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As a veteran of the Browser Wars between Internet Explorer and Netscape Navigator in the 1990s, I’m growing increasingly concerned about the potential upcoming conflict between e-readers such as Stanza, Adobe Digital Editions, and Apple's iBooks app for iPad.
The other day I read on Ibis Reader’s blog that they intentionally “try to override the following CSS properties when used on an iPhone” and other devices:
Even when visitors are using the Web version of Ibis Reader, they discourage the use of padding and margin, width, min-width, max-width, background-image (and friends), and absolute positioning.
These last two seem reasonable, as they are already excluded from the official OPS spec, but the first set smack of paternalistic design sensibilities that, frankly, get my goat. I know they mean well, but frankly, no thank you.
And I don’t mean to single out Ibis Reader—which in many other ways is a very elegant solution. Every e-reader I’ve seen to date would rather reformat your carefully crafted ePub document than trust you to have designed your book on purpose.
I truly believe that one of the reasons that the Web took off like it did was because there were no authorities on high dictating elitist rules of design. If you were bent on making a hideous page, there was no browser that was going to stand in your way or choose more “appropriate” fonts or colors to save you from embarrassment.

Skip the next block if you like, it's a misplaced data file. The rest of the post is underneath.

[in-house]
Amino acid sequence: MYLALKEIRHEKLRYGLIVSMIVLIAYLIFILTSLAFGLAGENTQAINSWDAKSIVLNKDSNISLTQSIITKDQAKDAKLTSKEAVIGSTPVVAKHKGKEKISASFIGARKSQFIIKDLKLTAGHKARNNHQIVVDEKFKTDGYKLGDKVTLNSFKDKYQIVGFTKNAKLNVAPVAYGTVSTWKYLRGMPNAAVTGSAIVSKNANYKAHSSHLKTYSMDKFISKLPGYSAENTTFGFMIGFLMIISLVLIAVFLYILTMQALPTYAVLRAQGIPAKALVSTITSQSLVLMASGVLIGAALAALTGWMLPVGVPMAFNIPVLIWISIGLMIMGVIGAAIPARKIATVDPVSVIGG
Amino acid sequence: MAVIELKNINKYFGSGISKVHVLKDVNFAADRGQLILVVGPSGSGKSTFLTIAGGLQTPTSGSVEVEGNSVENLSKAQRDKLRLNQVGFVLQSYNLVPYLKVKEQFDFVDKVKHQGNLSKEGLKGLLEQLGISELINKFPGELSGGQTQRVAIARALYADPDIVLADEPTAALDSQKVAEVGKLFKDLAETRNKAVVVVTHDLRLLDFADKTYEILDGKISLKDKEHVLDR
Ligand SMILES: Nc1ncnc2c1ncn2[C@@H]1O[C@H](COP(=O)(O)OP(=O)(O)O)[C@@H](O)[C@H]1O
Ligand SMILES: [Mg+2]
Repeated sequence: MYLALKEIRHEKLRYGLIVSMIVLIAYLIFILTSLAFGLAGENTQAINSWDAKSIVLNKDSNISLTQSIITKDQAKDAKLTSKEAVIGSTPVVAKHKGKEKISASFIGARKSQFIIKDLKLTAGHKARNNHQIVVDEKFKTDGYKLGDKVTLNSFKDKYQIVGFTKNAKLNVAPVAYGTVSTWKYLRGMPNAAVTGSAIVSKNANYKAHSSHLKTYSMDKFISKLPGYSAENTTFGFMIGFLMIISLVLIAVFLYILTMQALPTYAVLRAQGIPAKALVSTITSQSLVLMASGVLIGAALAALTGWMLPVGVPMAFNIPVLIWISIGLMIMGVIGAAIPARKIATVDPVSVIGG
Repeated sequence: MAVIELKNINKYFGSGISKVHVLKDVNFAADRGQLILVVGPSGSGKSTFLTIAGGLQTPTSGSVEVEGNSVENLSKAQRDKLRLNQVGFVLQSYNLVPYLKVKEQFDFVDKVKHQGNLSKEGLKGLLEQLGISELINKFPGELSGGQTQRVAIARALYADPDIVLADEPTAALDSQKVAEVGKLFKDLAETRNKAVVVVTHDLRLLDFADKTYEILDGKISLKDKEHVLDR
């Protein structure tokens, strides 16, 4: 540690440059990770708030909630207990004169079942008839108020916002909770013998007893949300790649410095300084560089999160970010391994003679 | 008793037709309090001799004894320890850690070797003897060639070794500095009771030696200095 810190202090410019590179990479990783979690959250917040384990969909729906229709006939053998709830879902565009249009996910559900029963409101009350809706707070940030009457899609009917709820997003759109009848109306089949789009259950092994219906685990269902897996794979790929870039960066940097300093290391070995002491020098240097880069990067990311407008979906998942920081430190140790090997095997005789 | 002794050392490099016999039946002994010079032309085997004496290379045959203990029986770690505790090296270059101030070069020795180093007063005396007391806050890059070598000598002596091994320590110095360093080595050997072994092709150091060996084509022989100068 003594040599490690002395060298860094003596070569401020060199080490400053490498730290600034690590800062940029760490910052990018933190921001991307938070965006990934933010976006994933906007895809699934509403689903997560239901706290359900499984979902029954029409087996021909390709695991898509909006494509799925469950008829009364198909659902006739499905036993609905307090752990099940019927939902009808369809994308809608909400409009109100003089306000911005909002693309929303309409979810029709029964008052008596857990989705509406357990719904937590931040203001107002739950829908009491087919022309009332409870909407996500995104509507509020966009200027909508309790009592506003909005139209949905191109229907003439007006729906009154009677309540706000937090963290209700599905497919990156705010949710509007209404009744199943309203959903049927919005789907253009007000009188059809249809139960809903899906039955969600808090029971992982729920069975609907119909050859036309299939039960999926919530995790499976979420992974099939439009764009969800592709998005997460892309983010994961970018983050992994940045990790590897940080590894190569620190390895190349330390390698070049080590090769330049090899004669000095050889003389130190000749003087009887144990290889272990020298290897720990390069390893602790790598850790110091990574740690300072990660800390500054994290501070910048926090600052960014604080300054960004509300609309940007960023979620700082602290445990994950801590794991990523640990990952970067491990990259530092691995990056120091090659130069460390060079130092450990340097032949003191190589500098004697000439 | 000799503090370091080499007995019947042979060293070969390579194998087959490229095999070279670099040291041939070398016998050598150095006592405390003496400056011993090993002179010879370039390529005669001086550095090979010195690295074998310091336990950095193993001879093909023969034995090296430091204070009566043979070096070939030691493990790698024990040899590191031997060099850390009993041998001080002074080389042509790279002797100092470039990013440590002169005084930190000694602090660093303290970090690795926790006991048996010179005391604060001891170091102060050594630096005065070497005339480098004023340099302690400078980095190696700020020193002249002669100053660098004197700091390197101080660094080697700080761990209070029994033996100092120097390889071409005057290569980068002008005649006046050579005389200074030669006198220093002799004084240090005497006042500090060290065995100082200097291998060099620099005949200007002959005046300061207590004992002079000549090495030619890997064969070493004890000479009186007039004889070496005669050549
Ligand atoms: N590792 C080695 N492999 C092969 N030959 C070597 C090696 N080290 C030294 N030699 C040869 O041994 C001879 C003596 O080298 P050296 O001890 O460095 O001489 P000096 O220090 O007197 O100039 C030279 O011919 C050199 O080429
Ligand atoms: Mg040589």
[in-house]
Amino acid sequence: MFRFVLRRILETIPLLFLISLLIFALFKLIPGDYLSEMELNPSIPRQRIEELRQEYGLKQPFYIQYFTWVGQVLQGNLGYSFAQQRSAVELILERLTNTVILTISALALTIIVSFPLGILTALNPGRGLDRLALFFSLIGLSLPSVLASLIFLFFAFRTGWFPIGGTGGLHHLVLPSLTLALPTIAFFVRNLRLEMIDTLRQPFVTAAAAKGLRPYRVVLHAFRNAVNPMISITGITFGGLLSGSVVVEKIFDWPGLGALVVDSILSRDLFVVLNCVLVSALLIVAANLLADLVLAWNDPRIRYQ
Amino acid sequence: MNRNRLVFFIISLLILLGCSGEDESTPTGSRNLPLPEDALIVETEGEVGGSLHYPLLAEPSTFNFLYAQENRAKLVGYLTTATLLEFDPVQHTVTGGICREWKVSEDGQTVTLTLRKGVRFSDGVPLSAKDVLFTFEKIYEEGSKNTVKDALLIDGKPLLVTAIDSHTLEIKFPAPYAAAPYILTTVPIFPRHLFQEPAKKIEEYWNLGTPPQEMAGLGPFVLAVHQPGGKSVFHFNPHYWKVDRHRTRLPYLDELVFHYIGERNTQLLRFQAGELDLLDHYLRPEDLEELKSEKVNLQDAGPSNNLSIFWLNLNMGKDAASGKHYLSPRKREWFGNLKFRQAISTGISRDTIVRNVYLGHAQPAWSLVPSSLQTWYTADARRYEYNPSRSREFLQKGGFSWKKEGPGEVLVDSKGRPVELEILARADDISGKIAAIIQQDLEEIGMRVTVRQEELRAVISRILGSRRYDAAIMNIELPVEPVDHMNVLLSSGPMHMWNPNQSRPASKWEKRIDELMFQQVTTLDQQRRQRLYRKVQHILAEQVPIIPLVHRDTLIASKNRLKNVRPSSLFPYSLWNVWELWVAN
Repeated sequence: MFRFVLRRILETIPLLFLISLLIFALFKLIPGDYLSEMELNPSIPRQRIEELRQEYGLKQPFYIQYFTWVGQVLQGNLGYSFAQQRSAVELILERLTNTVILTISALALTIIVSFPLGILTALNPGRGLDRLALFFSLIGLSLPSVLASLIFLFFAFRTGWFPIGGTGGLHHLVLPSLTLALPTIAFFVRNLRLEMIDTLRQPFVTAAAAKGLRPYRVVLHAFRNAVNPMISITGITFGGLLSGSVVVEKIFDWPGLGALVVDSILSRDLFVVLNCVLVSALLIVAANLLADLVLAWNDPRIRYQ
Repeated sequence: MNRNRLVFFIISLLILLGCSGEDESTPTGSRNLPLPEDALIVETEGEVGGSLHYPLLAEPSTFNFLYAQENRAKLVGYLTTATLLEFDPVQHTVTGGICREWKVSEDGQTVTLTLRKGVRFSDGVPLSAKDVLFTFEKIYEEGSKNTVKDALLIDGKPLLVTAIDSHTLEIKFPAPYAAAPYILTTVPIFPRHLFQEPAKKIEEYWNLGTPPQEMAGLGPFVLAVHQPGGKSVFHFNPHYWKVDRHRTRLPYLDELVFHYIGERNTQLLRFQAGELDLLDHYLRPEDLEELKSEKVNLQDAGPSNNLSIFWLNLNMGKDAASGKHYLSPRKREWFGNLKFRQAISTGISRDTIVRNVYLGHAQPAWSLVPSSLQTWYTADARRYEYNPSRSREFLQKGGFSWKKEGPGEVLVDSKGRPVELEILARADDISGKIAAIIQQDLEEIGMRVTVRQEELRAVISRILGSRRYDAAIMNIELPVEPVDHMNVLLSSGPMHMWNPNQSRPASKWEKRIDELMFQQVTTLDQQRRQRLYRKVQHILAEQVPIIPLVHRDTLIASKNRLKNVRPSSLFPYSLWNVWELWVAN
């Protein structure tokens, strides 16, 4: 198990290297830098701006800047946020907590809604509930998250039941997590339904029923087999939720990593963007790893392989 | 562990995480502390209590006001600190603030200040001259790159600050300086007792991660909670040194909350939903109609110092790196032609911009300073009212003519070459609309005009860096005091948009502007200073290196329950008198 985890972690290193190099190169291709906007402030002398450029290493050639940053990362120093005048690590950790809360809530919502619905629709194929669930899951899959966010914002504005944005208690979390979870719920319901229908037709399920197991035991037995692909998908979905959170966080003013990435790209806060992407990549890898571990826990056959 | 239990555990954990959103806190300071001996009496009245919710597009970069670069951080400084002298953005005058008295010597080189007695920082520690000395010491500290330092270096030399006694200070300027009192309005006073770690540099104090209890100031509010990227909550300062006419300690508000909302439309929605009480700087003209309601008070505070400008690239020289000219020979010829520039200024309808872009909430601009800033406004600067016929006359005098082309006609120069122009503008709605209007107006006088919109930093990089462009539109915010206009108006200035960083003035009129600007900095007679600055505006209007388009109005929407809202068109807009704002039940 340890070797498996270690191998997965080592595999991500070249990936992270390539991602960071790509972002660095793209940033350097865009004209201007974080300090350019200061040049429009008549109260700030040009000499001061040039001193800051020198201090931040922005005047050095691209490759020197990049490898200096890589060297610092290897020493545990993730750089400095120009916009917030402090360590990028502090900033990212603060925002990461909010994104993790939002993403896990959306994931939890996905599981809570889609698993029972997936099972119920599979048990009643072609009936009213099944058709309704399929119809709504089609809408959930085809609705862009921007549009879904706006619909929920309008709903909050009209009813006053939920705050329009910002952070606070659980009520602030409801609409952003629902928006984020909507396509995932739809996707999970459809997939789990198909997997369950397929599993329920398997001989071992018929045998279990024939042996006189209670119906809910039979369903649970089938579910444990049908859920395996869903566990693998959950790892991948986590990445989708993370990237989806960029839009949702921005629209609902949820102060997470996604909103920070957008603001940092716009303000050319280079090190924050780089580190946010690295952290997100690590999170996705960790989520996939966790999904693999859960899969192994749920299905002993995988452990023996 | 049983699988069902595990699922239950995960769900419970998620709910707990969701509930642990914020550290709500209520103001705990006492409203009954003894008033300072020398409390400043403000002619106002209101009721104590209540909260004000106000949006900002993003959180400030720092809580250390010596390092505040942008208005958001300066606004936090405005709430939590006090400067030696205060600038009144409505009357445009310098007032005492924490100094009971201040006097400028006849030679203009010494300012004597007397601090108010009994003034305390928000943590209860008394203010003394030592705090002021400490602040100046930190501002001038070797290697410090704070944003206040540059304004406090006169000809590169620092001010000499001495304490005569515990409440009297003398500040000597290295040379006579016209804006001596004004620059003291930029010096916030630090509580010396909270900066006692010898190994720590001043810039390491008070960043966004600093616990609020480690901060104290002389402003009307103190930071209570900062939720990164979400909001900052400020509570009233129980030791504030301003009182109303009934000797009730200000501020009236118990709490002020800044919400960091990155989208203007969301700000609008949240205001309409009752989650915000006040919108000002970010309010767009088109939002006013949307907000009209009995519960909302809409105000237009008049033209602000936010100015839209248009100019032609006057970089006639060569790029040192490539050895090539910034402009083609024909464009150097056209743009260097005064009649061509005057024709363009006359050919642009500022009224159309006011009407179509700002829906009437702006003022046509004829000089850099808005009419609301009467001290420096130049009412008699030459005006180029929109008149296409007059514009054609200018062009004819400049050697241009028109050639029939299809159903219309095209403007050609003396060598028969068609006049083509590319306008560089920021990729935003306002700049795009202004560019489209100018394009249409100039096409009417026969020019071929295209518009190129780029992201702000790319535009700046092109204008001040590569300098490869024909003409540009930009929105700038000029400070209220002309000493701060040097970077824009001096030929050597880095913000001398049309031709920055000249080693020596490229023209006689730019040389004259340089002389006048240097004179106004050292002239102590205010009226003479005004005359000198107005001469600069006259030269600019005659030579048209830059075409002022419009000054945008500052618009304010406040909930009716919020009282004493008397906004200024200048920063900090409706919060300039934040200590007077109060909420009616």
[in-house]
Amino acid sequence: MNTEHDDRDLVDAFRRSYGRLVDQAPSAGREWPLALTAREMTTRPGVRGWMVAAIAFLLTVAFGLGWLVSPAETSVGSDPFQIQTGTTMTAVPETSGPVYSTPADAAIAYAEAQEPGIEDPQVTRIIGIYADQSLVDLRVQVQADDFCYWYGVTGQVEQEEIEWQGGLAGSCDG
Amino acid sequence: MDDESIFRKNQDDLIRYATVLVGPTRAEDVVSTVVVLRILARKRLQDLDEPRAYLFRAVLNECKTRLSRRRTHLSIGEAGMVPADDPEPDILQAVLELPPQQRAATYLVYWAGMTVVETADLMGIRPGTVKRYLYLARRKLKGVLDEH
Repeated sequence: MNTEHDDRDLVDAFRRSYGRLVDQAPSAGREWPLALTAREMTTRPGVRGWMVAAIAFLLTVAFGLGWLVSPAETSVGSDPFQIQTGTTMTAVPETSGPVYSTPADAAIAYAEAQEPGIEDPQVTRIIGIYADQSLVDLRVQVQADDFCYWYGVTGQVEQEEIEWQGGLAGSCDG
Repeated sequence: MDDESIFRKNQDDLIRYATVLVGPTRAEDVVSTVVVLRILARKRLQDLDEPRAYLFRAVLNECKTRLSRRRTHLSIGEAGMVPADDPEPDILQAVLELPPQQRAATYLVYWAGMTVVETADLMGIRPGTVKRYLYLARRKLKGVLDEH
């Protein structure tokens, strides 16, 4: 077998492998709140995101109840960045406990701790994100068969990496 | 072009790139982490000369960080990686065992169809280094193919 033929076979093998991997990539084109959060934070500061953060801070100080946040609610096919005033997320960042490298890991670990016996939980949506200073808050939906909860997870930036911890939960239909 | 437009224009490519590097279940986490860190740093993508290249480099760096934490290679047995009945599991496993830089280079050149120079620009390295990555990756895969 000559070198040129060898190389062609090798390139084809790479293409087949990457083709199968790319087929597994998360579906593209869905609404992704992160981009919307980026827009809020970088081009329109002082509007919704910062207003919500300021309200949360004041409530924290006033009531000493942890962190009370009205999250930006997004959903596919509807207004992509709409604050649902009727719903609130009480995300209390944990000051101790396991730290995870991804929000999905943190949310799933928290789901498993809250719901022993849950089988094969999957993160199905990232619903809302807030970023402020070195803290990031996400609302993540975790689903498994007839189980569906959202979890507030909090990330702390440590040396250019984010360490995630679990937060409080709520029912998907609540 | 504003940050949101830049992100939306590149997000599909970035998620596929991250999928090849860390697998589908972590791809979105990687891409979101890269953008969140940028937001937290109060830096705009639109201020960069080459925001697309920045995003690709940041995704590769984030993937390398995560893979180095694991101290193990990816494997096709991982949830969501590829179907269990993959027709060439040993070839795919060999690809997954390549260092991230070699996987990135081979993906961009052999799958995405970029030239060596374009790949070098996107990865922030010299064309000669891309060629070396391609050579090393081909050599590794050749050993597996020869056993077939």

And although there may have been a number of ugly pages at the beginning, this lack of censorship also lay the groundwork for a most beautiful explosion of democracy. Anyone could create a Web site. And everyone did.
Enter the ebook. Somehow, e-readers have decided that those of us who want to create our own ebooks shouldn't be able to design them the way we want. They’re afraid we may choose ugly formatting: perhaps brash fonts or large indents that make our ePubs hard to read. Oh, the horrors! The solution they offer is to ignore the formatting that book designers have chosen—across the board!—and instead, apply their own styles to our eBooks.
There are numerous problems with this approach. Most importantly, no designer is spared. Whether your design is beautiful or hideous, every e-reader I’ve seen will ignore big pieces of it. There will be little creativity allowed or tolerated.
Second, I imagine it won’t surprise you to hear that each e-reader ignores the book design from the ePub file in its own special way. Stanza strips out almost everything, Adobe Digital Editions likes tables, but not small caps, Ibis Reader overrides the properties outlined at the beginning of this article. We’ll see on Saturday how Apple’s iBooks app for the iPad will treat formatting from ePub files.
This means that book designers will have very little control over how a book is laid out in each e-reader, and that in addition, that layout will change from e-reader to e-reader.
A much more sane approach would be for book designers and e-reader software manufacturers to agree to follow the OPS spec. If the OPS spec says a particular CSS property should be supported, the e-reader should support it and not assume it knows better. Book designers should be able to rely on the OPS spec to determine which CSS properties are allowed in the final design.
If e-readers are so scared of ugly books, they should add a single “Override Original Design” option and let readers, human readers, decide.
Otherwise, it is just a matter of time before some enterprising software developer (Marc Andreessen, I know you're out there) comes up with an e-reader that does allow you to, say, add video, background images, and whatever else a book designer wants to add to their ePub-based ebooks—and that a book reader might want to have there. And by then, it will be too late: The E-reader Wars will have begun.